Date
22 October 2019
A self-driving Bolt EV is seen during a media event where Cruise, GM's autonomous car unit, showed off its self-driving cars in San Francisco, California, on Nov. 28, 2017. Photo: Reuters
A self-driving Bolt EV is seen during a media event where Cruise, GM's autonomous car unit, showed off its self-driving cars in San Francisco, California, on Nov. 28, 2017. Photo: Reuters

US clears SoftBank’s US$2.25 bln investment in GM-backed Cruise

Cruise, a self-driving vehicle company that is majority-owned by General Motors, said a US national security panel has cleared a US$2.25 billion investment in the firm by Japan’s SoftBank, Reuters reports.

The Committee on Foreign Investment in the United States (CFIUS), which reviews deals for potential national security concerns, approved the Japanese investment, the report said.

The approval unlocks a seat for SoftBank on Cruise’s board, formalizing its oversight, and cements key financing for Cruise, which has raised US$7.25 billion in capital since last year.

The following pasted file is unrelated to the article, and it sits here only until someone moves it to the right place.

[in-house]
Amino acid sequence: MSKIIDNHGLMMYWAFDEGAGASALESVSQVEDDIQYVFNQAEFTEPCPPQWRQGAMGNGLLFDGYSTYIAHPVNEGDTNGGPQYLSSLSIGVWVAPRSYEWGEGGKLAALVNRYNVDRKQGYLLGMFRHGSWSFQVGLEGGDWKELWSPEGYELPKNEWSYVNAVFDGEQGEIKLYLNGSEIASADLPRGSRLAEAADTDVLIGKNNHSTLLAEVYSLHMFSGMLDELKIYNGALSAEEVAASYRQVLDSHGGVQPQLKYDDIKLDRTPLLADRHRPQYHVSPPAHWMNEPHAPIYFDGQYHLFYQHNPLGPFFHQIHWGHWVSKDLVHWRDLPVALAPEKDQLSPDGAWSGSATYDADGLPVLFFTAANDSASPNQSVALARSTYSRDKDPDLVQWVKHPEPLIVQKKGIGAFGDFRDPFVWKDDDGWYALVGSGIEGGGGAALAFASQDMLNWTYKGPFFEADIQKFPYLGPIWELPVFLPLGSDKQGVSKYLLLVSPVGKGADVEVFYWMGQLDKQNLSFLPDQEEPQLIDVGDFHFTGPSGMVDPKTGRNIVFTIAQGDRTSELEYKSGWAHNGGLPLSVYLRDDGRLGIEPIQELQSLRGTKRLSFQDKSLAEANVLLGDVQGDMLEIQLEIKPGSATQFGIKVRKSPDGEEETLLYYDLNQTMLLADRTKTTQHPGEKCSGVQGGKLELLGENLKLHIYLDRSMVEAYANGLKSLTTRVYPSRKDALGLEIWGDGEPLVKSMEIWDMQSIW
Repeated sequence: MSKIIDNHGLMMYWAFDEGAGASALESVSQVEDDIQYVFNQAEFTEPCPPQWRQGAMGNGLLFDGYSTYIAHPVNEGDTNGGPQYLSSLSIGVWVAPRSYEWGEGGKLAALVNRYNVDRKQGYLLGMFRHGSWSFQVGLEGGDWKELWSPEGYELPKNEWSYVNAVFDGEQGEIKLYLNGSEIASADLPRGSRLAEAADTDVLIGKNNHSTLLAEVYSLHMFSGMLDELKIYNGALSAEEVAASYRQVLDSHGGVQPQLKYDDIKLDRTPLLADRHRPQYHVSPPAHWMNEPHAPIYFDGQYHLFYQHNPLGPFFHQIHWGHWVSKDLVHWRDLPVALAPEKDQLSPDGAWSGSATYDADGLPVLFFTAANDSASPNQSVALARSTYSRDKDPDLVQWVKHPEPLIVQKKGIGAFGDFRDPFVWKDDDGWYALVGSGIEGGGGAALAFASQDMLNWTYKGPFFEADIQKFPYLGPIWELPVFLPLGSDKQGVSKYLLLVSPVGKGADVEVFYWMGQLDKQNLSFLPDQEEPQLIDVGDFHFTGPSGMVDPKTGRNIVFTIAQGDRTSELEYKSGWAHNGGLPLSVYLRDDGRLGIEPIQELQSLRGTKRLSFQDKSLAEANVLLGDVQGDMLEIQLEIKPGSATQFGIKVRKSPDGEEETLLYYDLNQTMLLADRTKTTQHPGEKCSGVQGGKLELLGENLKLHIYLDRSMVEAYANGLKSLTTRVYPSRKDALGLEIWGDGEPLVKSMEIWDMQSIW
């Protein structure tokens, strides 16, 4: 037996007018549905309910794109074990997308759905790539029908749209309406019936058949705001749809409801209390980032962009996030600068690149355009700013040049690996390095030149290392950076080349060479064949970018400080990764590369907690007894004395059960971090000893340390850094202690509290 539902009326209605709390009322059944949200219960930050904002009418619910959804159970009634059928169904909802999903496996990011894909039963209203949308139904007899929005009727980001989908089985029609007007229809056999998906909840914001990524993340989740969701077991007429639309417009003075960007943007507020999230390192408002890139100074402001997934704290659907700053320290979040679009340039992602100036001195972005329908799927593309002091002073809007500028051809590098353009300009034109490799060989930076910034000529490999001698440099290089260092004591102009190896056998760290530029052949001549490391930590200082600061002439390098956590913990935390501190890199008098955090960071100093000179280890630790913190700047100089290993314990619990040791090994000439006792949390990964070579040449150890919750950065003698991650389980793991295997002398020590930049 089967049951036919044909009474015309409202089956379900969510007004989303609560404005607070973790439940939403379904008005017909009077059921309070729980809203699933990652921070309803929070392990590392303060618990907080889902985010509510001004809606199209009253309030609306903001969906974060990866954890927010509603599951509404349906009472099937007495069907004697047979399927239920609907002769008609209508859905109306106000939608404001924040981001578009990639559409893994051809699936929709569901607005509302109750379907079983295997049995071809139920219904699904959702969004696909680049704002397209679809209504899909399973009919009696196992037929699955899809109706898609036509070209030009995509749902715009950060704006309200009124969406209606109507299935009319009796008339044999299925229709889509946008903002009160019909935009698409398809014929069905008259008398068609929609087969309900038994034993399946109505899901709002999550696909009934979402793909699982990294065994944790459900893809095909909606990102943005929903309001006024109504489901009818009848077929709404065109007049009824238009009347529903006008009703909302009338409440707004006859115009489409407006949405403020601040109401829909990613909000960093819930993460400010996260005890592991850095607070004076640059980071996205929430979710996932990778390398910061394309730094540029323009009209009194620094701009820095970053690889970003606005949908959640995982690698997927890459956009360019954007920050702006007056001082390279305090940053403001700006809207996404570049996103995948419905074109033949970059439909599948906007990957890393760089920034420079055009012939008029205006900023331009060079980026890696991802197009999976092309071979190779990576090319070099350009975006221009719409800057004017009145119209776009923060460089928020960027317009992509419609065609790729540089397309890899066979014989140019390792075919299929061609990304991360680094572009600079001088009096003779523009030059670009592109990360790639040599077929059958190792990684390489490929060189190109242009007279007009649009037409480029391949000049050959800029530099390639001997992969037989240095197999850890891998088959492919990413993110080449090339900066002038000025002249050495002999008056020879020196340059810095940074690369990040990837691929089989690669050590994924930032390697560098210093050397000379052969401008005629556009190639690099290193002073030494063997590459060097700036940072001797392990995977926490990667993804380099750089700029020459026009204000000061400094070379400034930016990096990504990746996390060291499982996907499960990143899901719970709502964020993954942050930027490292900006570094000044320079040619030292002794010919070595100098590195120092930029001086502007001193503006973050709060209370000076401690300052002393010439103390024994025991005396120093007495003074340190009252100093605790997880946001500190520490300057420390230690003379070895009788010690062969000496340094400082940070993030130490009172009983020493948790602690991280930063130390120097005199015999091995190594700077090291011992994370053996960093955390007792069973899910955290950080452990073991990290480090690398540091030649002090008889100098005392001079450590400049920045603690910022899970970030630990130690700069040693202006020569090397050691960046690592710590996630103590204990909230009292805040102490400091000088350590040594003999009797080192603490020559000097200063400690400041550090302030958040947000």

“Today’s news is another important step toward achieving our goal to develop and deploy self-driving vehicles at massive scale,” Cruise CEO Dan Ammann said in a statement to Reuters.

The US$2.25 billion investment was unveiled by SoftBank in May 2018 amid a wave of investments by the Japanese technology and telecoms conglomerate in artificial intelligence, data analytics, financial services and self-driving cars.

According to a Reuters source, CFIUS gave the greenlight after fresh assurances that Cruise’s technology would be completely off limits to SoftBank.

The investment proposal raised red flags with the national security panel because SoftBank invests in numerous mobility units, some based in China, and encourages companies it invests in to share information.

CFIUS was especially concerned about SoftBank’s co-investments with Chinese social media and gaming giant Tencent Holdings, and its investment in China ride-hailing firm Didi, which it fears could take technology from Cruise, sources told Reuters.

The Cruise deal was structured to allow US$900 million of the investment to be disbursed initially, with the remainder provided once Cruise AVs are ready for commercial deployment and contingent on regulatory approval.

The two tranches would combine to give SoftBank a nearly 20 percent stake in Cruise.

Softbank’s investment, followed by Honda’s announcement in October that it will pour US2.75 billion into Cruise, is one of the biggest and most high-profile investments in self-driving technology to date.

GM Cruise and Alphabet’s Waymo are often described as leading the pack of technology and auto companies competing to create self-driving cars and integrate them into ride services fleets.

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